‘Personality’ or ‘temperament’ describes behavioural differences between individuals of the same species that are not attributable to age or sex, and that are consistent over time.1,2 We used a personality questionnaire to assess temperament traits in 47 bottlenose dolphins (Tursiops truncatus) in six groups in five different centres. Our questionnaire was based on the Five Factor Model of Personality1 and consisted of a list of adjectives. Twenty-four people (raters) were asked to score each animal on these adjectives using a defined seven-point scale in three different contexts (interactions with the physical environment, humans, and other dolphins). As an example, the range of the scale for the adjective ‘curious’ went from ‘extremely not curious’ (lowest score) to ‘extremely curious’ (highest score). Raters were trainers and keepers who had at least one year of interactive experience with the dolphins they assessed. Each trainer scored each dolphin twice (test 1 and 2), at different times, and without consulting which score was given to that particular dolphin previously, nor discussing their answers with other raters. Preliminary results showed, with a level of significance of 5%, that with the increase of one year in age, the score decreased (p-value <0.05). There were statistically significant differences between males and females (p-value <0.05). On average, males received higher scores than females. In general, there was no difference between the scores given on test 1 and test 2 (p-value=0.063), suggesting that assessment from keepers familiar with the individuals may be a useful tool to assess personality in bottlenose dolphins.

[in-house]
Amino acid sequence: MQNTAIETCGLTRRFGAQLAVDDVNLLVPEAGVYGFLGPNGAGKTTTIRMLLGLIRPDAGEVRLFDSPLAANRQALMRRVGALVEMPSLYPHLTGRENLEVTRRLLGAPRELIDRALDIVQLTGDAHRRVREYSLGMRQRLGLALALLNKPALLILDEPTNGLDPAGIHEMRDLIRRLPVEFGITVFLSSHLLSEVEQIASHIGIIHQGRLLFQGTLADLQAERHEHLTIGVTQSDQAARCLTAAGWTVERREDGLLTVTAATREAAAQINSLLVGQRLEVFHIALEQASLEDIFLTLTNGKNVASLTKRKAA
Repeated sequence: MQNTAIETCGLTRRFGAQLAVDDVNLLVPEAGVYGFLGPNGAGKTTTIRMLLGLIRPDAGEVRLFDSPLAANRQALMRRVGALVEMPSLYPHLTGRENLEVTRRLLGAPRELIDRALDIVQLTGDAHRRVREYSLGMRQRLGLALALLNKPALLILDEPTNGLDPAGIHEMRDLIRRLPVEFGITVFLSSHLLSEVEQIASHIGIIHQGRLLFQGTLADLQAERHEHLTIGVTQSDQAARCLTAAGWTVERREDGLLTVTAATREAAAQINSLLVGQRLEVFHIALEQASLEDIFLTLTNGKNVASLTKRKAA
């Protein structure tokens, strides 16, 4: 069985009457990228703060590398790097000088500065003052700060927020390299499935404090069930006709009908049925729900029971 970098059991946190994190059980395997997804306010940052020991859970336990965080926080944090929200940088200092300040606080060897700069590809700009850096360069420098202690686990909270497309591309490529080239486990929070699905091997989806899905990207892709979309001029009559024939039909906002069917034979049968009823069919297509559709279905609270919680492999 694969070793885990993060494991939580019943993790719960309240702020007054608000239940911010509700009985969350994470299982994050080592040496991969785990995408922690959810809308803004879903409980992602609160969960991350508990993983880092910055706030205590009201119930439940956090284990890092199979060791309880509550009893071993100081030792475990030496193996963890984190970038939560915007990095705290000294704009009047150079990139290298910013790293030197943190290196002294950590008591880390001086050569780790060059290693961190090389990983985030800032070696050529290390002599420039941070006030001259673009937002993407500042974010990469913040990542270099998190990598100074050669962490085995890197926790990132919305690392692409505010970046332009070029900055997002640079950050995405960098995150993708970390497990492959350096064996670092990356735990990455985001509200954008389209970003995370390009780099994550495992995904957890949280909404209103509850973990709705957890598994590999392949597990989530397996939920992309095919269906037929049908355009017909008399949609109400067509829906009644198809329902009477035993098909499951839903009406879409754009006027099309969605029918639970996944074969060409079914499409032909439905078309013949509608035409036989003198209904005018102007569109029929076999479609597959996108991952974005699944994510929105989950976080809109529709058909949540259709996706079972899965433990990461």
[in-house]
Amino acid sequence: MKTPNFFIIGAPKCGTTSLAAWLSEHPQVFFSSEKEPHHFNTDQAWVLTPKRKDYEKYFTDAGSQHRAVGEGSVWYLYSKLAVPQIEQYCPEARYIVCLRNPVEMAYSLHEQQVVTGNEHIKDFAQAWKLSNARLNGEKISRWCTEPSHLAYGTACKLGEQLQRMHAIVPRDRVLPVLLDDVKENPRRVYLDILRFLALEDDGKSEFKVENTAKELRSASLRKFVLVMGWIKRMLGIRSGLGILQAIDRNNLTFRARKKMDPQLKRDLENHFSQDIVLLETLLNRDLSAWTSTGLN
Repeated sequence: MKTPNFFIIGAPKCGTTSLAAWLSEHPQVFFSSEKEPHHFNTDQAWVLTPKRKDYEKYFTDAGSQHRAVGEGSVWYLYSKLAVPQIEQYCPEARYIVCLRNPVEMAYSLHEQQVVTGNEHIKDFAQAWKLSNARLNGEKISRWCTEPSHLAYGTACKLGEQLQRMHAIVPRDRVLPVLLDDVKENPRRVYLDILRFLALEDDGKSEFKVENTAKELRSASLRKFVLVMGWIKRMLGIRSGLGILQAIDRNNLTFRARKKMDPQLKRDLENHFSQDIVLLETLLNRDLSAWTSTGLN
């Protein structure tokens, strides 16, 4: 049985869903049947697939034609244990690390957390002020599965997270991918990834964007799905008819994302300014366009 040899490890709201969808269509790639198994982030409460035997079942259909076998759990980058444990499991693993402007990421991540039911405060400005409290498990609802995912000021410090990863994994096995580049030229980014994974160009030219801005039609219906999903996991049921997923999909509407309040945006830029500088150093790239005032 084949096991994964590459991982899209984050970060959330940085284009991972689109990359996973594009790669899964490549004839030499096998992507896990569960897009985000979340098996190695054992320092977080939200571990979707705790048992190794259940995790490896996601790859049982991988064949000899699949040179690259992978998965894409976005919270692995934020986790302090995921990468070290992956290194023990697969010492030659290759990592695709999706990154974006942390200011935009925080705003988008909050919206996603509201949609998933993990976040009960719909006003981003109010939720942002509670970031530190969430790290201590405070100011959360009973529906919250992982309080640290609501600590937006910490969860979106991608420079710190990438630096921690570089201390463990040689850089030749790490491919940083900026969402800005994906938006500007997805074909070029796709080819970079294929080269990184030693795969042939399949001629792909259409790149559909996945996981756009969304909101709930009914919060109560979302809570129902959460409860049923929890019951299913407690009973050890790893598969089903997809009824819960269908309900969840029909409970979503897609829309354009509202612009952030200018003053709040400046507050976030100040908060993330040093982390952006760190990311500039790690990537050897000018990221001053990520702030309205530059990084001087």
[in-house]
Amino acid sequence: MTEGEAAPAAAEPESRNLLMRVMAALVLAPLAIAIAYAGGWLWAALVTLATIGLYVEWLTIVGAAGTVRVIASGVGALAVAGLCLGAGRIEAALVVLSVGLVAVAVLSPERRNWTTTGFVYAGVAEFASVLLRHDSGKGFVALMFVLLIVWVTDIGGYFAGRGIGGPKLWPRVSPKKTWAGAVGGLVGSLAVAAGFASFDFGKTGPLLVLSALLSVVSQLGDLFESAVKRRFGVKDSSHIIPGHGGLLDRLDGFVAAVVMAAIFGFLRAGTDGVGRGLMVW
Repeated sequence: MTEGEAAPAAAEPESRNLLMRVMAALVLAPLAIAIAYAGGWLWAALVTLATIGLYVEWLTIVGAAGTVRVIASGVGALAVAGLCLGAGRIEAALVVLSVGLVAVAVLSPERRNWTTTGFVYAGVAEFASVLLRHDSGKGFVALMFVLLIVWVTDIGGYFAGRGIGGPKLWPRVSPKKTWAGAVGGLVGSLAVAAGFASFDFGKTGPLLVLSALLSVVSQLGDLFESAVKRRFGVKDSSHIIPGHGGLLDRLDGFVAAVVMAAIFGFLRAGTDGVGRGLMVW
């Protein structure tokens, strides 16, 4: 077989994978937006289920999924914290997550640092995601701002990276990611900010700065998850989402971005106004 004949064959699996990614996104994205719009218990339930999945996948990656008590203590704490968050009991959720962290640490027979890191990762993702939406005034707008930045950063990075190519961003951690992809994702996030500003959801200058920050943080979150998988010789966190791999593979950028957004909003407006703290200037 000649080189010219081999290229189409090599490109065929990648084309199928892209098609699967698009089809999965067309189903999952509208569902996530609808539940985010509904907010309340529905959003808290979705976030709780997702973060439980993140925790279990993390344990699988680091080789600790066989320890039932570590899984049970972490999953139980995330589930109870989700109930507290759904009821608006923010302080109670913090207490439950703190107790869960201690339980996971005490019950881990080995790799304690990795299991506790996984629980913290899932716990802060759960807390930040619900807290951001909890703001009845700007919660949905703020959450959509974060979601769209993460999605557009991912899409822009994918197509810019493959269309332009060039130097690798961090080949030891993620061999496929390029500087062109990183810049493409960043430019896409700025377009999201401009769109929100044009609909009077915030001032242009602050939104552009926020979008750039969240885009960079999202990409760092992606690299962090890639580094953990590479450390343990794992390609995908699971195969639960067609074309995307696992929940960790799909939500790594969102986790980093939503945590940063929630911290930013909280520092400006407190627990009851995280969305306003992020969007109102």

The authors would like to thank all the keepers and trainers that contributed in this study, as well as the Parque Reunidos Foundation.
1. Kuczaj II SA, Highfill L, Byerly H. The importance of considering context in the assessment of personality characteristics: evidence from ratings of dolphin personality. Int J Comp Psychol. 2012;25:309–329.
2. Tetley CL, O’Hara SJ. Ratings of animal personality as a tool for improving the breeding, management and welfare of zoo mammals. Anim Welf. 2012;21:463–476.